Johannesburg & Gauteng
The Apartheid Museum powerfully evokes the dark era ended by Nelson Mandela et al. Also in Jo’burg, Constitution Hill covers both apartheid and today's democracy. Soweto is a hotbed of social history, and Pretoria’s Freedom Park sits opposite the Voortrekker Monument.
Jo'burg's inventive tours scratch the concrete surface of what can be a grimy Afro-Gotham. Inner-city walking tours showcase the urban regeneration transforming former no-go zones. In Soweto, meet the township locals on foot, bike or tuk-tuk.
Art & Design
Pick up local artwork and cool threads at galleries and shops in Jo'burg's Maboneng precinct, Braamfontein and Newtown. Head to Maboneng's Market on Main (Sunday) for design and decor, and to 44 Stanley for local fashion labels. Out of town is the Cradle of Humankind's Nirox Foundation sculpture park.
This province between Jo’burg and Mozambique covers both lowveld and the Drakensberg Escarpment. At the dramatic meeting of the two regions is the Blyde River Canyon, the world's third-largest canyon, with viewpoints, rock formations and waterfalls.
Graskop has one of the world’s highest cable gorge swings. Sabie offers kloofing (canyoning), candlelight caving, tubing, swimming holes and waterfall abseiling. There's more of the latter in climbing centre Waterval Boven (Emgwenya), while Barberton offers 4WD adventures and a geology trail. Head to Hazyview for river rafting, zip lining and more.
Pilgrim’s Rest is a well-preserved gold-rush town. Across the Long Tom Pass (which commemorates Anglo-Boer War history), sleepy Lydenburg (Mashishing) has a fascinating museum. Barberton, another gold-rush town, was home to South Africa’s first stock exchange.
Kruger National Park
With around 148 mammal species, including more than 1600 lions, 13,000 elephants, 37,000 buffaloes, 1000 leopards and endangered rhinos, Kruger is one of Africa’s most epic places to see the Big Five acting out the daily drama of life and death.
Kruger is about the size of Belgium or Wales, with landscapes ranging from tropical riverine forest to mopaneveld. If you visit at a quiet time (such as mid-January to March) or go on a bush walk, nature will ring in your ears.
To access parts of the bush not glimpsed from a vehicle, strike out with gun-toting rangers on a three-hour bush walk, or disappear into the wild on a four-day wilderness trail.
Arts & Crafts
The Venda region’s artists, from woodcarvers to potters, are famous far and wide; tour their studios and pick up some distinctive work. Further south are Kaross, producing Shangaan embroidery, and the Mapusha Weavers Cooperative, where women make carpets and tapestries in Acornhoek township.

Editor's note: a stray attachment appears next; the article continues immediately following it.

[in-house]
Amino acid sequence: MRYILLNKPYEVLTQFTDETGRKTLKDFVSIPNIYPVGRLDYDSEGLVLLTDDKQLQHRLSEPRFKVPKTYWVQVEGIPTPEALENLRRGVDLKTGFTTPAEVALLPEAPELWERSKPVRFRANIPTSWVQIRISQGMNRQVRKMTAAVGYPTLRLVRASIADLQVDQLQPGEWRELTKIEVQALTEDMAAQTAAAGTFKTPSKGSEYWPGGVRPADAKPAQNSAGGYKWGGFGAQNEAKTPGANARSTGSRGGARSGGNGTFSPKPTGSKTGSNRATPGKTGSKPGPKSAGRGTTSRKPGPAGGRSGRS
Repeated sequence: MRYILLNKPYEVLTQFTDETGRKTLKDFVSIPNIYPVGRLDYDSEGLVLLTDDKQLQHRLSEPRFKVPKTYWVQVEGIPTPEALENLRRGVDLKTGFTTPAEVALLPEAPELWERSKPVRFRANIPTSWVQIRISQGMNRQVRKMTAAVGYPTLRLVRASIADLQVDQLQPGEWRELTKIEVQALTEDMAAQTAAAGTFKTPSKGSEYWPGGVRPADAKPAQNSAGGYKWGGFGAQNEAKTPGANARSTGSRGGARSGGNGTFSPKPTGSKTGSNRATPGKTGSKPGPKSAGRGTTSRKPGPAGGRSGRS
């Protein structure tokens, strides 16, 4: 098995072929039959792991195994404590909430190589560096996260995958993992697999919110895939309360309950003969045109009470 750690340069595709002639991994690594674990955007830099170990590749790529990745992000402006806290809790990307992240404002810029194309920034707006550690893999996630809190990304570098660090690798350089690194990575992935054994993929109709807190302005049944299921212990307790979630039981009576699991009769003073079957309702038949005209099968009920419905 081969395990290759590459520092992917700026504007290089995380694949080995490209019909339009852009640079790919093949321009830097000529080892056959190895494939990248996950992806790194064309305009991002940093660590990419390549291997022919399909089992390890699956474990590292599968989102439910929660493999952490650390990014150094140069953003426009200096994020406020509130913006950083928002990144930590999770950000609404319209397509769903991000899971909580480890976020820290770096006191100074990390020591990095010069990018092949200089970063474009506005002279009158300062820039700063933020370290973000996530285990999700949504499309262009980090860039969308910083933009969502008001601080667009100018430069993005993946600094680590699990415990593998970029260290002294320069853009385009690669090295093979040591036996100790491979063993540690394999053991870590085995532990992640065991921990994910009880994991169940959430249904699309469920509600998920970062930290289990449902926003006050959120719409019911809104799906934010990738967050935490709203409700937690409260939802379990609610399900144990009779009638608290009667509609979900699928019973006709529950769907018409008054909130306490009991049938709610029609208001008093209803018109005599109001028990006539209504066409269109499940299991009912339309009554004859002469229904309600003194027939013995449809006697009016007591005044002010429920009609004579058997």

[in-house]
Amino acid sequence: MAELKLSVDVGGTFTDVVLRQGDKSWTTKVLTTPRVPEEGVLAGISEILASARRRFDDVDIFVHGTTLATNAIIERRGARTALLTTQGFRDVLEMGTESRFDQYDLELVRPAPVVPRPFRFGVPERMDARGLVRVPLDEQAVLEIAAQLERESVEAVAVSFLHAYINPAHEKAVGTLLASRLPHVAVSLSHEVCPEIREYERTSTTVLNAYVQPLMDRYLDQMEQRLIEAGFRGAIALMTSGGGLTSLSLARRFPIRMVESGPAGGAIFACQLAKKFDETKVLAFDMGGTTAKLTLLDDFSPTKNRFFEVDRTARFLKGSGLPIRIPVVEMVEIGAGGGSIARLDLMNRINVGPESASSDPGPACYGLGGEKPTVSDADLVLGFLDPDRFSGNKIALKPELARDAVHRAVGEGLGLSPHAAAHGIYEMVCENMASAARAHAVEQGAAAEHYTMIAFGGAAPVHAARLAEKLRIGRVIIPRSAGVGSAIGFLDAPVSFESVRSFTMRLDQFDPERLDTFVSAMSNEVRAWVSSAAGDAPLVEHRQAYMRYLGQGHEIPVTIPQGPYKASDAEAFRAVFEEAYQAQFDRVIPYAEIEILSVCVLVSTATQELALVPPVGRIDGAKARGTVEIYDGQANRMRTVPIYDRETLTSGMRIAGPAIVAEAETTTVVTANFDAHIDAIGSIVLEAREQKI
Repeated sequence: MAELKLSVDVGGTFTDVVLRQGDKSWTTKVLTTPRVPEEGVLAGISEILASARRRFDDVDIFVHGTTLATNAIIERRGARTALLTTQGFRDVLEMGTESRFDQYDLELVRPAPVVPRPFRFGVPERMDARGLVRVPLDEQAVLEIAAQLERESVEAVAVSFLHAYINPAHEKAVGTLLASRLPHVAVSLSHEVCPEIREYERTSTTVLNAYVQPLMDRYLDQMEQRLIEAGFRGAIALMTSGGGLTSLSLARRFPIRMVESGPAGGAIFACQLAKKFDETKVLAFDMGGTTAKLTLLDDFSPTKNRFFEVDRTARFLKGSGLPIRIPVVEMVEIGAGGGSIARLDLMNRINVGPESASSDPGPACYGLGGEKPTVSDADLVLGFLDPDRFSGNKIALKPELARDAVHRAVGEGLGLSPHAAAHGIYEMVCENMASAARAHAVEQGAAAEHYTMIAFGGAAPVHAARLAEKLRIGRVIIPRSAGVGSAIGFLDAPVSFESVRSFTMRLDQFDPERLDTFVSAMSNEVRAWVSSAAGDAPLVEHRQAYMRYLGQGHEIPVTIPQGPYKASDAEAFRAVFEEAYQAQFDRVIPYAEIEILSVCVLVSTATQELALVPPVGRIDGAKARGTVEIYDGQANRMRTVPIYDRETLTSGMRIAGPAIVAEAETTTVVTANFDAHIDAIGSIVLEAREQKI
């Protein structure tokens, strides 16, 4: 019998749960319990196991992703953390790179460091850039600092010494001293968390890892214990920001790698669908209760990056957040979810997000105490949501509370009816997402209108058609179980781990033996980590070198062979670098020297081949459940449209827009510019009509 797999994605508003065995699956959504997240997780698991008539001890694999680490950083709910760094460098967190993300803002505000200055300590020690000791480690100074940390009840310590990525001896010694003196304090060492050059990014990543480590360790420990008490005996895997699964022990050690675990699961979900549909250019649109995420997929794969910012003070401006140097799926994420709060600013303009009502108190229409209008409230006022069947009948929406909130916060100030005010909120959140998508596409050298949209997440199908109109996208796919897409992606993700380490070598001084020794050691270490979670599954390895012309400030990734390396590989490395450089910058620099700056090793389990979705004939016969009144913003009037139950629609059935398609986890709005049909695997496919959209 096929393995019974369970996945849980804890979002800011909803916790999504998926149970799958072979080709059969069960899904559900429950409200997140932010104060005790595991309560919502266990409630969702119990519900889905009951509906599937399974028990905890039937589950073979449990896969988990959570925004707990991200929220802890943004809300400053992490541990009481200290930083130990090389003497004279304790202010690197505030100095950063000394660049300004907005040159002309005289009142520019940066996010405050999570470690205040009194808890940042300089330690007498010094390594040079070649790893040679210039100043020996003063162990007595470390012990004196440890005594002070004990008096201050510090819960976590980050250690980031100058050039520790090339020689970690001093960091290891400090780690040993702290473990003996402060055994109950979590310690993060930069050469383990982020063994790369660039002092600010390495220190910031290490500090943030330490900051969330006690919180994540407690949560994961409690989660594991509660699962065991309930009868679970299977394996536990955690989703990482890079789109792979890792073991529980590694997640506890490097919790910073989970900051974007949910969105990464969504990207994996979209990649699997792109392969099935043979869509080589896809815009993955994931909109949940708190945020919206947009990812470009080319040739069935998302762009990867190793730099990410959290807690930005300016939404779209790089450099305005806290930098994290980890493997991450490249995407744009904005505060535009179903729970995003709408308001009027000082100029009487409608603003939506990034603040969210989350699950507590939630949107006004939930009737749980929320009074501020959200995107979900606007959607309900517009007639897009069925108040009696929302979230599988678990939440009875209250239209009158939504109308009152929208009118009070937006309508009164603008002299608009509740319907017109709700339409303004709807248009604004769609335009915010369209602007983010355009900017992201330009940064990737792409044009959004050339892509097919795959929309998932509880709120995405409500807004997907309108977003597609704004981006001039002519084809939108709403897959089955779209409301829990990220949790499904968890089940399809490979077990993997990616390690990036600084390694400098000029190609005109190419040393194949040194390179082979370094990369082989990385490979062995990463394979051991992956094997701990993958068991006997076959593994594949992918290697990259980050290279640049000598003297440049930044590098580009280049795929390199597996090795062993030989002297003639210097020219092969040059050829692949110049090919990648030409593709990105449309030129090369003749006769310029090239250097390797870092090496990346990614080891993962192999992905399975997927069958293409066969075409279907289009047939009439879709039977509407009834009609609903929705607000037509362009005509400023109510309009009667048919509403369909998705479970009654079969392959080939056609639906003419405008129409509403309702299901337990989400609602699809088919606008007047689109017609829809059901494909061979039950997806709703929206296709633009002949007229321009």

Escape the heat by climbing to Haenertsburg and the Magoebaskloof Pass, where the pine plantations and waterfalls make a refreshing change from the steamy surrounds. In the Modjadji Nature Reserve, summer mists wrap around cycads and the Bolobedu Mountains.
Mapungubwe National Park, which is World Heritage listed for its cultural significance, contains an important Iron Age site. There’s vivid African culture in the Modjadji area, mystic home of rain-summoning queens, and the Venda region.
North West Province
Collectively covering more than 1000 sq km of Big Five–inhabited bushveld, Pilanesberg National Park has tarred roads near the Sun City casino complex, and Madikwe Game Reserve's exclusive lodges offer guided drives.
Sun City’s hotels, particularly the Palace of the Lost City, are South Africa’s last, Vegas-style word in glitz. Madikwe’s five-star lodges offer wildlife watching in the lap of luxury, with features such as spas and private decks.
The kitschy Sun City's endless swimming pools, wave pools, slides and flumes keep children happy on hot bushveld days. The outlandish theme of a lost African civilisation, with simulated volcanic eruptions and life-size fake elephants, entertains everyone, and the more active can explore neighbouring Pilanesberg. The Magaliesberg has an aerial cableway and zip-line canopy tours.
This most epic province covers all of South Africa’s cracked, arid wildernesses. Like a tumbleweed along a back road, the Karoo sweeps past attractive towns such as Sutherland and Calvinia. Further north, nature is an untrammelled, awe-inspiring force in the sandy Kalahari and rocky Namakwa, respectively home to the vast transfrontier parks of Kgalagadi and |Ai-|Ais/Richtersveld.
Kgalagadi Transfrontier Park is one of the world’s best places to spot big cats, including cheetahs, lions and leopards. You might spy a black-maned lion snoozing under a thorn tree or purring down the road.
Raft and canoe down the Orange River, 4WD around Riemvasmaak and the transfrontier parks, go on wildlife drives and walks, and sandboard and mountain bike in Witsand Nature Reserve.